To be multicultural, according to Bordas, individuals must respect their own heritage.

“To honor the culture of others, you first have to honor your own culture,” she said. “It may take time. You may have to talk with your family and do some research.”

This idea has not always been encouraged in America, she said.

“In the old days, there was the idea of assimilation,” Bordas said. “You were asked to forget tradition and become part of the melting pot. But can you really forget who you are?”

Today, Bordas believes that assimilation has fallen by the wayside and acculturation is emerging—the idea of borrowing culture among diverse communities, resulting in new and blended patterns.

“It is up to all of us to have these people teach us about the differences,” she said. “Becoming multicultural is a proactive thing,”

Being a multicultural leader

Once you have embraced multiculturalism, you can become a multicultural leader, according to Bordas.

To illustrate the idea of a multicultural leader, Bordas explained Sankofa, an idea that went with the conference theme, “Where Tradition Meets Tomorrow.” Sankofa means to honor and learn from the past. It is represented by a bird that stands with its feet facing forward, but its head is turned back.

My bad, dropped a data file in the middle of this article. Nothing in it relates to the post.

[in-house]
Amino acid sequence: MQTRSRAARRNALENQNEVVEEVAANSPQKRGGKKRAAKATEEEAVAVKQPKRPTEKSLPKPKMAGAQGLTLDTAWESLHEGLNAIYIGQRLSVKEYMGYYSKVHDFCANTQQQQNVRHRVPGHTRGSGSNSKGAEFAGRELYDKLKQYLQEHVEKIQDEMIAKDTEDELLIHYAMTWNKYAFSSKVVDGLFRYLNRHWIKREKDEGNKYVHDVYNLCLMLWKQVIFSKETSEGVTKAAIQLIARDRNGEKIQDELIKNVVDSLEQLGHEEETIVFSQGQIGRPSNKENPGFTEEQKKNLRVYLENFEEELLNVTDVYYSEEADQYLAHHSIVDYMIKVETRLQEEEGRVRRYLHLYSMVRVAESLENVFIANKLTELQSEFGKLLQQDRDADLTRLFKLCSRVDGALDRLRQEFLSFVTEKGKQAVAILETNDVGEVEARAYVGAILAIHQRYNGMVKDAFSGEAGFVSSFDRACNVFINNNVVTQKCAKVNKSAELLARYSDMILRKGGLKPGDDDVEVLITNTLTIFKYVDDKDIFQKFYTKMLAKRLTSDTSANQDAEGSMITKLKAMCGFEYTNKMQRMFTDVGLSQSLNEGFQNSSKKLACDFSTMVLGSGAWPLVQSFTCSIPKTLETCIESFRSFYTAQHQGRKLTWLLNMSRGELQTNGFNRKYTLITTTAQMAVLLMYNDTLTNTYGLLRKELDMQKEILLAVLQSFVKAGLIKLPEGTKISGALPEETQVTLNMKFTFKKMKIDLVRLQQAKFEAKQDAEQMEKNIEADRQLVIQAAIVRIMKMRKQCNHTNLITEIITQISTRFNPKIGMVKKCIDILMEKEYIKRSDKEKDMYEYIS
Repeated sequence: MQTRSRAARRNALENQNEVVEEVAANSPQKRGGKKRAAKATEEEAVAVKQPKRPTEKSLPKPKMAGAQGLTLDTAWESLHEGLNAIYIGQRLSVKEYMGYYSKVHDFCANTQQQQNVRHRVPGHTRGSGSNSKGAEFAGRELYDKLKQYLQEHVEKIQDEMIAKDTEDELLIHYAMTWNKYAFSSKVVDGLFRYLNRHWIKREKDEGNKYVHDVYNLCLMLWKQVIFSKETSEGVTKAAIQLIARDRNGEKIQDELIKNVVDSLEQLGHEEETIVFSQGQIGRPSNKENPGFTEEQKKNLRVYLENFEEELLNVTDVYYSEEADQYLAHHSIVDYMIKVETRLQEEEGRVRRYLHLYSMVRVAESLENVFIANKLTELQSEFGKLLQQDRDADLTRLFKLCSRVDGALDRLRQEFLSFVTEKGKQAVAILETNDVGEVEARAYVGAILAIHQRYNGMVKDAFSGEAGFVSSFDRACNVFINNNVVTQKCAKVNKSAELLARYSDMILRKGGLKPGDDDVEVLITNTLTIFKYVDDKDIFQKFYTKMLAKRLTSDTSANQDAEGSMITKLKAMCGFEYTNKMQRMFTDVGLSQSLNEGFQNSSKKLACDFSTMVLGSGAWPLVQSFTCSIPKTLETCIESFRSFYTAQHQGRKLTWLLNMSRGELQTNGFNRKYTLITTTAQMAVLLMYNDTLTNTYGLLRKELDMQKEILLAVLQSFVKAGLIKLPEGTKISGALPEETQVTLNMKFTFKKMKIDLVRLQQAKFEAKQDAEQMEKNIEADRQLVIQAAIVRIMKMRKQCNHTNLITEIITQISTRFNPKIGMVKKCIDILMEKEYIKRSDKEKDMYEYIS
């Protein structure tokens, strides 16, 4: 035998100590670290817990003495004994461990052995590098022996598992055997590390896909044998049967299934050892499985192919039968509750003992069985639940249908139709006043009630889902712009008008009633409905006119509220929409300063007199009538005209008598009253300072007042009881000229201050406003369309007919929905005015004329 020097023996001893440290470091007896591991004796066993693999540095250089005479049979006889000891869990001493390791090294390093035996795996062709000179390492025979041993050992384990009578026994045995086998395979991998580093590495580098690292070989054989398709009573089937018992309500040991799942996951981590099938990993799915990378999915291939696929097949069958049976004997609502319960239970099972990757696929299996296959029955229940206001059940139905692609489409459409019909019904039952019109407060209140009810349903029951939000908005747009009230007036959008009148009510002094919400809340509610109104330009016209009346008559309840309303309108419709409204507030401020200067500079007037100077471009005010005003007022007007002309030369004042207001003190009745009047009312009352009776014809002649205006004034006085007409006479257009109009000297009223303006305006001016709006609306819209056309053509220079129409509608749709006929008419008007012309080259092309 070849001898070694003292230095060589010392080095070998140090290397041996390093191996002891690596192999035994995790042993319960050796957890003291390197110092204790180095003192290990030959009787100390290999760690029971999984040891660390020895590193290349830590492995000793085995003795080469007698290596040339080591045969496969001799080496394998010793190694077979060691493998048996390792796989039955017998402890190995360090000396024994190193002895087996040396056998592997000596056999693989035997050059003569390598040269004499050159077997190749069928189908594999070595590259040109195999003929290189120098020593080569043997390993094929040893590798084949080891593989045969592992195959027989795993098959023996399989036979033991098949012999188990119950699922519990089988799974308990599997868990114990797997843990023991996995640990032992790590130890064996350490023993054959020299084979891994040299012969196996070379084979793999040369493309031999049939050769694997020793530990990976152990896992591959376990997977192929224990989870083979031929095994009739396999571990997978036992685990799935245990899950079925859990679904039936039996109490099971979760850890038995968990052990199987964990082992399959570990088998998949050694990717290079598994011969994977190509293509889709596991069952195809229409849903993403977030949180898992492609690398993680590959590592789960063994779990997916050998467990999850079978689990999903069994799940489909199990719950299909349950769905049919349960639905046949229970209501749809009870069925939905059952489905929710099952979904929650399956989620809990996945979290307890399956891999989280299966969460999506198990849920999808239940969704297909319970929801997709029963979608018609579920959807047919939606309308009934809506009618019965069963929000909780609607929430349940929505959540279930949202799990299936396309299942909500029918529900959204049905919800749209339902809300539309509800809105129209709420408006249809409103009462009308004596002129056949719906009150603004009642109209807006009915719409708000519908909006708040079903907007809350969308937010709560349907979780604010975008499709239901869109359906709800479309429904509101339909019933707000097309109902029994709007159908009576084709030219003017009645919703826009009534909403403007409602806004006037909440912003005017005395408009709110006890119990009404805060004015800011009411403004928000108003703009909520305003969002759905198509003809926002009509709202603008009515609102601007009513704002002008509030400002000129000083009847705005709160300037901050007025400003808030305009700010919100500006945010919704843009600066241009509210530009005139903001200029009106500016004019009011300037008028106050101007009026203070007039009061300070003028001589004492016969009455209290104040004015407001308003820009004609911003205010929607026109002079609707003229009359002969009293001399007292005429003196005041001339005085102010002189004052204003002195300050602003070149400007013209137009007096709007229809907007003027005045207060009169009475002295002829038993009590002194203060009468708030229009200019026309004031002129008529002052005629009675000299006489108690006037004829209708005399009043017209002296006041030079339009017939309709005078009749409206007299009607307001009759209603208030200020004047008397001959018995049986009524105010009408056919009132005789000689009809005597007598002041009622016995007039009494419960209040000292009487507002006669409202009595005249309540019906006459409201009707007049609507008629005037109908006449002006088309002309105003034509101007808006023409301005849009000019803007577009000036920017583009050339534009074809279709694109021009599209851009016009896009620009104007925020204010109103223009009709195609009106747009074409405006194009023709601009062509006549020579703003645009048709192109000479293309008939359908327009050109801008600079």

“As leaders, we have to be looking toward the future, but also have to look back to see what the past can teach us,” Bordas said.
To be a leader in a multicultural community, Bordas said people must embrace equality, guard public values, and serve the collective.

“Participation and inclusion is a theme that runs through all of these ideas,” Bordas said. She believes we must have a collective identity.

“The idea of the individualist leader is giving way to the collective, democratic leader,” she said. “Even at universities, where there are still presidents, leadership is transforming and taking place on a cooperative basis.”

Bordas believes a good place to start forming American culture’s collective identity is on campus, with those professionals who touch students’ lives each day.

“Our job as leaders is to build a sense of community,” she said. “We are connected.”